A pan-Asian footprint proved important in a year of extreme volatility in many local bond markets in the region and one bank’s focus on cross-border deal-making stood out. For bringing down boundaries and driving innovation, HSBC is IFR Asia’s Domestic Bond House of the Year.
Domestic Bond House
HSBC’s bond business saw an outstanding year across Asia, leading several innovative offerings and bringing more Asian issuers across borders than any of its rivals.
The bank topped the domestic currency league tables for the region, leading almost US$20bn in deals in onshore markets in Asia-Pacific, a 10% share of the market if Chinese onshore deals are excluded. That was an improvement on its second place in 2012, thanks to a stronger showing in several key markets, including the Philippines and Australia.
Deal volumes aside, HSBC worked hard to deepen Asia’s domestic debt markets in convincing issuers and investors to look beyond their home markets. As well as offering lucrative returns from swap-related business, the ability to complete cross-border financings without relying on US dollar investors helped Asian issuers weather the summer storm in the global markets.
HSBC brought Export-Import Bank of Korea to the Thai baht market for a Bt2bn 12-year bond – its longest baht offering to date – in July, at a time when Asian issuers were having difficulty getting competitive funding in the US dollar market.
“Local currency markets offered valuable alternative funding sources for domestic and international issuers, especially when the US dollar market was struggling,” said James Fielder, head of local currency syndicate for Asia.
The bank brought Korean issuers to Australia, a Russian bank to the renminbi market, and an Indian lender to Singapore. It led the first Hong Kong dollar deal for an Australian developer, GPT Group, and Abu Dhabi’s first ringgit-denominated Tier 2 sukuk.
In Thailand, HSBC signalled its determination to deepen the intra-Asian market with the lead role on the first deal to use the Asian Development Bank’s Credit Guarantee and Investment Facility.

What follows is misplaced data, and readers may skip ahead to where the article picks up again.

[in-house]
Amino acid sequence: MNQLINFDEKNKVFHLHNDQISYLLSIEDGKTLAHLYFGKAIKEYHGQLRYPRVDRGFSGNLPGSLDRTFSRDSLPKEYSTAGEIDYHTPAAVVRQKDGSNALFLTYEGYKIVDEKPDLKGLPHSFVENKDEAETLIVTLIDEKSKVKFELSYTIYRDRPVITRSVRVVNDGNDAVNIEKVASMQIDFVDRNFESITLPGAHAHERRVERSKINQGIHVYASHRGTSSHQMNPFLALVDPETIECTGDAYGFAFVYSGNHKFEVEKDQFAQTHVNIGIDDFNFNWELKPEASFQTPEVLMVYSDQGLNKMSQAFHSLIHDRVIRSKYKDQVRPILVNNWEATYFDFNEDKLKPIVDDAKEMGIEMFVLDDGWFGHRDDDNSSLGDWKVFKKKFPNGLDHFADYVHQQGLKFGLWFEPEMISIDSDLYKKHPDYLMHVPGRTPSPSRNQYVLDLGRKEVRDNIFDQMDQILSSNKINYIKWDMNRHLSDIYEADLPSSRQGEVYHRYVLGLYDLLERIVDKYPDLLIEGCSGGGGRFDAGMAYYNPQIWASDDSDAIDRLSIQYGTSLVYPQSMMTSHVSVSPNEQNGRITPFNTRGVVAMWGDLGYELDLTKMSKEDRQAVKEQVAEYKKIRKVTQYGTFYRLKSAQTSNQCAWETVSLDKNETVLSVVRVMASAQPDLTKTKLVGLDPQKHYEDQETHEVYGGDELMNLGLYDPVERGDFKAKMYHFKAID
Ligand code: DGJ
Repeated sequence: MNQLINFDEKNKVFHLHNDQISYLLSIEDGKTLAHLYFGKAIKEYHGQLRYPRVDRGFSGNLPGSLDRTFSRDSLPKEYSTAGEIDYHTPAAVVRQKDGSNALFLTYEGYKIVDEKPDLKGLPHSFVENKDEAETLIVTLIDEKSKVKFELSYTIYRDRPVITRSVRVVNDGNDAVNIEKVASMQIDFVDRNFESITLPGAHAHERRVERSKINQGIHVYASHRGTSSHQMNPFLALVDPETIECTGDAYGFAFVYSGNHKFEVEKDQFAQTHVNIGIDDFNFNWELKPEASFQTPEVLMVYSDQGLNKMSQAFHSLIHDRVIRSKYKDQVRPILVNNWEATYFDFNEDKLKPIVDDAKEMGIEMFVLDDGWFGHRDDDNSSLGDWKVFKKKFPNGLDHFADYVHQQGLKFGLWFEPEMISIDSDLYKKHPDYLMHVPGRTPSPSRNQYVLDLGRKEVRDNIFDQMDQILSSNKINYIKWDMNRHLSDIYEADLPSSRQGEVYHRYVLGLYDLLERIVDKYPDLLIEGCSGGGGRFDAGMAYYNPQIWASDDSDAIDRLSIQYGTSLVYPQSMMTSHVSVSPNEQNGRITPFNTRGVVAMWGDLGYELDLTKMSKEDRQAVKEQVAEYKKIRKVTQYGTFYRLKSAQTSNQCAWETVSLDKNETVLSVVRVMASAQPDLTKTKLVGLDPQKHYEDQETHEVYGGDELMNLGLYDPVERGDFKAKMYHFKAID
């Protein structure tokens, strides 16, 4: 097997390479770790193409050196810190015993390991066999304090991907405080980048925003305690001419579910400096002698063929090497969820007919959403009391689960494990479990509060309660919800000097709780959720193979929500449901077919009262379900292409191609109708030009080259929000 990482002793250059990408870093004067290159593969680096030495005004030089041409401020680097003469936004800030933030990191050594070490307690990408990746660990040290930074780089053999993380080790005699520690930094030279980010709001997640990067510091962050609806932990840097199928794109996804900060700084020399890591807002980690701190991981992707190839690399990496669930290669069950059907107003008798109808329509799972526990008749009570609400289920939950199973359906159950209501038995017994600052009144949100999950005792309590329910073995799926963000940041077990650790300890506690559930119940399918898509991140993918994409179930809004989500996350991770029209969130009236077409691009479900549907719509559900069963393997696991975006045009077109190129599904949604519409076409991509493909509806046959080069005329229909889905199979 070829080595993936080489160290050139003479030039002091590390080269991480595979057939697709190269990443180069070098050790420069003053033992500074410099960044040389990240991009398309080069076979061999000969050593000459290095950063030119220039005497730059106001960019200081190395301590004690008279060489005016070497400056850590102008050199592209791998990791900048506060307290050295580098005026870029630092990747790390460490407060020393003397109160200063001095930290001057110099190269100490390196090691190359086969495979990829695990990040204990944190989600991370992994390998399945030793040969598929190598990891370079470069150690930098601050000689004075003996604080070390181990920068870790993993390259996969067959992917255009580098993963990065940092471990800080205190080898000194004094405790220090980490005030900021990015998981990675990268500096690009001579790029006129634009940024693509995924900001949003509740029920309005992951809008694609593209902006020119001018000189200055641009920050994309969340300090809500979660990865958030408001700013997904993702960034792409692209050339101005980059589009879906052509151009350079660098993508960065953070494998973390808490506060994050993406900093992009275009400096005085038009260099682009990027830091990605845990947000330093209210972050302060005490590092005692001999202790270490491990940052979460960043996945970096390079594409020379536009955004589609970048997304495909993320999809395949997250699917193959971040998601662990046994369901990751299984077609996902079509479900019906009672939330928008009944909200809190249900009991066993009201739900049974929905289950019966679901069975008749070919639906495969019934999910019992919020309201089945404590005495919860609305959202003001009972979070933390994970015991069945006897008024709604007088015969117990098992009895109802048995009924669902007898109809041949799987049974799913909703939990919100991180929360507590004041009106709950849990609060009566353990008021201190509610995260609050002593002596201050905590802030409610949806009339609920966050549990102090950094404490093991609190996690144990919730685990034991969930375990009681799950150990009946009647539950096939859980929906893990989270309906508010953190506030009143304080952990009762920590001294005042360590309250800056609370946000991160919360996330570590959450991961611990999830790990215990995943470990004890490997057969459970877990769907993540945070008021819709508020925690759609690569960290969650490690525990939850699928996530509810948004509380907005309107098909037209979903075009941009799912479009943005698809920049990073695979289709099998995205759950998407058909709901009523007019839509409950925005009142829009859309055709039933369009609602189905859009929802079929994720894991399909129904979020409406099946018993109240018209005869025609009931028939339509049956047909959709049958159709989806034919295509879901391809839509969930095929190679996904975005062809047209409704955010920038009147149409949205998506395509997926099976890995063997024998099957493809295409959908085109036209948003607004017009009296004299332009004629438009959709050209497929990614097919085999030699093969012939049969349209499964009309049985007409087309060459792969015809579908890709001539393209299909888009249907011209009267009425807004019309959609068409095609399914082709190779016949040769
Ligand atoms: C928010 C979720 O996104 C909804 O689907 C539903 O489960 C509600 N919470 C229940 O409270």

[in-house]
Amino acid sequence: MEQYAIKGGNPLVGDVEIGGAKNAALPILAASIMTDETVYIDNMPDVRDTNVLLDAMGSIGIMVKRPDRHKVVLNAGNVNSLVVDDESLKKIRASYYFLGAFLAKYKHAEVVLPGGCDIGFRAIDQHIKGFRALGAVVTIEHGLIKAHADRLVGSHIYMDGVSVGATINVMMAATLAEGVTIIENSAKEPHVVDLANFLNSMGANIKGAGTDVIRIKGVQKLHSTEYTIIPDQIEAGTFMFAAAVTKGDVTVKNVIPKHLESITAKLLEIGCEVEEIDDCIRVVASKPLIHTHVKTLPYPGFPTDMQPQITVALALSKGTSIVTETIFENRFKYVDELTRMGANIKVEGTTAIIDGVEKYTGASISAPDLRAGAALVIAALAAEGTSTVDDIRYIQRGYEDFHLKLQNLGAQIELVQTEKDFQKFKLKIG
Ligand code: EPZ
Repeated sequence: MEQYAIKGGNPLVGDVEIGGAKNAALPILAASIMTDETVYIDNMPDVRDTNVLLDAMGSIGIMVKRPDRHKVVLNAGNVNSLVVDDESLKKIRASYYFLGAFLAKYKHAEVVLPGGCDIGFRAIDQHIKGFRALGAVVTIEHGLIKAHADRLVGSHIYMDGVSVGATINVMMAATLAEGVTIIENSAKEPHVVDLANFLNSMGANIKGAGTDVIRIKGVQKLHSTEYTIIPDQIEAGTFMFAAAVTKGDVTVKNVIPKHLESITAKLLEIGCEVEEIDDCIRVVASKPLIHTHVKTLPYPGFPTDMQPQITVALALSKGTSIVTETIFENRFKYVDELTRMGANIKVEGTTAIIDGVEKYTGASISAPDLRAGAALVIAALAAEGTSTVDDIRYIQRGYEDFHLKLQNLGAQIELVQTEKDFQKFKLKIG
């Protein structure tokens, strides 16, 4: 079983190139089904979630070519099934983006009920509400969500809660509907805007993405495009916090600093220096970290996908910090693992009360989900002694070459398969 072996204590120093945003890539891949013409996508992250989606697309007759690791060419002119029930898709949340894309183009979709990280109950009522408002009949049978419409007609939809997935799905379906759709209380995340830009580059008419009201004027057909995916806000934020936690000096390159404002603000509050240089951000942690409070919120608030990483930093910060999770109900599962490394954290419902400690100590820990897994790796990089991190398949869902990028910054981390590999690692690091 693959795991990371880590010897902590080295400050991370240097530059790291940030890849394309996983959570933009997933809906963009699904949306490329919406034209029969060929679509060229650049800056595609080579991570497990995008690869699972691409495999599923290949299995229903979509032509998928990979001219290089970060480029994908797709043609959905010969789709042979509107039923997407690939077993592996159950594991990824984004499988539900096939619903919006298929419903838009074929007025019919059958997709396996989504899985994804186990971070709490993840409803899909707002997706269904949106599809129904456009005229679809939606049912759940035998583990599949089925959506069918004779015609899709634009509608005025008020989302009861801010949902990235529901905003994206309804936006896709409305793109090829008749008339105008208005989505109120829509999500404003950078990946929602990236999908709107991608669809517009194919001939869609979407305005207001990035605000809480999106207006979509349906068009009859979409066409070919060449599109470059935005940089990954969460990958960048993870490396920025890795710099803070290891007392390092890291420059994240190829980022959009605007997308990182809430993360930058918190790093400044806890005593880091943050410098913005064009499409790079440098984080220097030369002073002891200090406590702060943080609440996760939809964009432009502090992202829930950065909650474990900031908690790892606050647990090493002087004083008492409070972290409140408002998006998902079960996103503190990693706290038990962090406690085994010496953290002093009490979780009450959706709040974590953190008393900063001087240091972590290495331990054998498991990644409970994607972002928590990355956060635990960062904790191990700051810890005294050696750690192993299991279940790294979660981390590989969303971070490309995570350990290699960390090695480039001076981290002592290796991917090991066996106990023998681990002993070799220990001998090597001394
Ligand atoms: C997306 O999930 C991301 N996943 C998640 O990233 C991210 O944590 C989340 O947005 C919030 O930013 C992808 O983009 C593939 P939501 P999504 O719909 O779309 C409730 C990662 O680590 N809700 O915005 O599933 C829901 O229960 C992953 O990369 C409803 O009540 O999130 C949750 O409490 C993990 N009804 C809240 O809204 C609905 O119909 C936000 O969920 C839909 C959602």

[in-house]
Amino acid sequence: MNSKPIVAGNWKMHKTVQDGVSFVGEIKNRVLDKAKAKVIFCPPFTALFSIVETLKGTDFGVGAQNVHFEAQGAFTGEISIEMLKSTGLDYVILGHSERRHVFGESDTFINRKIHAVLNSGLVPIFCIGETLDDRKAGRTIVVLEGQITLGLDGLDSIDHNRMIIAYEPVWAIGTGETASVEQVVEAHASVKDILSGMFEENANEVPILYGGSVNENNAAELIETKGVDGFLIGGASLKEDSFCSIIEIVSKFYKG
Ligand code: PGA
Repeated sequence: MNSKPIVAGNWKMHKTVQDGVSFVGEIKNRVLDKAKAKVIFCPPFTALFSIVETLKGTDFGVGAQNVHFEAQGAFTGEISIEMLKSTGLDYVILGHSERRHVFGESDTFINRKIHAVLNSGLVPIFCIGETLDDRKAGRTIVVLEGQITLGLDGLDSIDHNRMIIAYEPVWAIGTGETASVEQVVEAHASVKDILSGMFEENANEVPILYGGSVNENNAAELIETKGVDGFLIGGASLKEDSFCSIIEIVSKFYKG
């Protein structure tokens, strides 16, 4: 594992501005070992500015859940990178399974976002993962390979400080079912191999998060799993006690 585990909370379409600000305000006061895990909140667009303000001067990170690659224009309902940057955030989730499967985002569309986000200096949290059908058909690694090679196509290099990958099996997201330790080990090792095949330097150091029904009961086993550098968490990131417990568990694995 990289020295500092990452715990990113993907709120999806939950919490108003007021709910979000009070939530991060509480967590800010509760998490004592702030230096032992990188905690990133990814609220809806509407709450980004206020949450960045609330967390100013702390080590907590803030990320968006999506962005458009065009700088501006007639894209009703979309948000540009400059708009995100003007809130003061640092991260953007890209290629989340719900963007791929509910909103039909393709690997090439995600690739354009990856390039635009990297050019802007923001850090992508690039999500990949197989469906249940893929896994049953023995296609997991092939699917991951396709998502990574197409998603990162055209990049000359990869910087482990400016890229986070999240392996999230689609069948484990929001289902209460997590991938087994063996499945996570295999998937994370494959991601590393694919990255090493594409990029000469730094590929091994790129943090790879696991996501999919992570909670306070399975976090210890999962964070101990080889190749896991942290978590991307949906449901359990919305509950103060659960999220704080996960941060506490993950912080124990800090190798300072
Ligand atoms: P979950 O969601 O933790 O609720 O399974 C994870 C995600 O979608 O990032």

The Bt2.85bn three-year offering for commodity trader Noble Group proved that the credit-enhancement platform could encourage local investors to look at overseas credits, while it also provided a vehicle for low investment-grade issuers to access an alternative to US dollar funding.
HSBC also excelled at bringing its global market knowledge to local currency transactions. That dynamic was evident in its role in helping structure the first Basel III-compliant Tier 1 bond to be issued in Asia. United Overseas Bank’s S$850m (US$674m) perpetual non-call five notes were priced at par to yield 4.9% in July.
As well as introducing an essential capital instrument to the region, the transaction showed that Asia’s local markets could offer better terms for issuers than the far bigger international arena.
HSBC remained the arranger of choice for inflation-linked government bonds. It was one of three bookrunners on New Zealand’s second and longest inflation-linked bond in over a decade, a NZ$2.5bn (US$2.06bn) offering due in 2030 issued in early October.
The bank was also present on Thailand’s longest-dated local currency inflation linker, a 15-year Bt40bn (US$1.25bn) transaction sold in March through a bookbuilding process. HSBC also claimed all three of the Hong Kong Government’s inflation-linkers, firmly establishing its expertise in the structure.
HSBC was also the only foreign bank to lead a local currency securitisation for Courts Asia, a Singapore-listed retailer. The offering marked the first time an issuer had sold asset-backed notes in both Malaysian ringgit and Singapore dollars off the same medium-term note programme.
In Singapore, HSBC was active in helping small-cap firms access the city state’s bond market for the first time, leading five deals. In doing so, it was at the forefront of a development that was among the most important in the Singapore dollar market this year.
HSBC also continued to dominate the offshore renminbi market. The bank ended the review period at the top of the league table for offshore renminbi bonds, having led some of the most high-profile deals of the year.
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